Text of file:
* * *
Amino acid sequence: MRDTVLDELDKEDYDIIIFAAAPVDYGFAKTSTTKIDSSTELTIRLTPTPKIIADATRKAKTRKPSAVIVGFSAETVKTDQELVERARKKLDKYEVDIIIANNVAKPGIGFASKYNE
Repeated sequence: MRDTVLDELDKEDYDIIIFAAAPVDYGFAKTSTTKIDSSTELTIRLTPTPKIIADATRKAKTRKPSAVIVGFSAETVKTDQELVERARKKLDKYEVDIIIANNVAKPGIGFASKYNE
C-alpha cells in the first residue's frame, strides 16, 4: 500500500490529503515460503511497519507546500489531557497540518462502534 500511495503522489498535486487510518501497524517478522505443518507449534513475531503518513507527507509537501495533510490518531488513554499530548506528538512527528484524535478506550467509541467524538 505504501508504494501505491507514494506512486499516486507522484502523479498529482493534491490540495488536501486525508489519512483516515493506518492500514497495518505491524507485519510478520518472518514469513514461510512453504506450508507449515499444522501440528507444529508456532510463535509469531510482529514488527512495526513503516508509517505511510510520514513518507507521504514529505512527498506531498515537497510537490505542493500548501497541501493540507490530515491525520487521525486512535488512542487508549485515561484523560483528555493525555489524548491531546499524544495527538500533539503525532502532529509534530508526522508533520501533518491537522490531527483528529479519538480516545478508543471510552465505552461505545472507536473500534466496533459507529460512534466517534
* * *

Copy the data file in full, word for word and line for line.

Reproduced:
Amino acid sequence: MRDTVLDELDKEDYDIIIFAAAPVDYGFAKTSTTKIDSSTELTIRLTPTPKIIADATRKAKTRKPSAVIVGFSAETVKTDQELVERARKKLDKYEVDIIIANNVAKPGIGFASKYNE
Repeated sequence: MRDTVLDELDKEDYDIIIFAAAPVDYGFAKTSTTKIDSSTELTIRLTPTPKIIADATRKAKTRKPSAVIVGFSAETVKTDQELVERARKKLDKYEVDIIIANNVAKPGIGFASKYNE
C-alpha cells in the first residue's frame, strides 16, 4: 500500500490529503515460503511497519507546500489531557497540518462502534 500511495503522489498535486487510518501497524517478522505443518507449534513475531503518513507527507509537501495533510490518531488513554499530548506528538512527528484524535478506550467509541467524538 505504501508504494501505491507514494506512486499516486507522484502523479498529482493534491490540495488536501486525508489519512483516515493506518492500514497495518505491524507485519510478520518472518514469513514461510512453504506450508507449515499444522501440528507444529508456532510463535509469531510482529514488527512495526513503516508509517505511510510520514513518507507521504514529505512527498506531498515537497510537490505542493500548501497541501493540507490530515491525520487521525486512535488512542487508549485515561484523560483528555493525555489524548491531546499524544495527538500533539503525532502532529509534530508526522508533520501533518491537522490531527483528529479519538480516545478508543471510552465505552461505545472507536473500534466496533459507529460512534466517534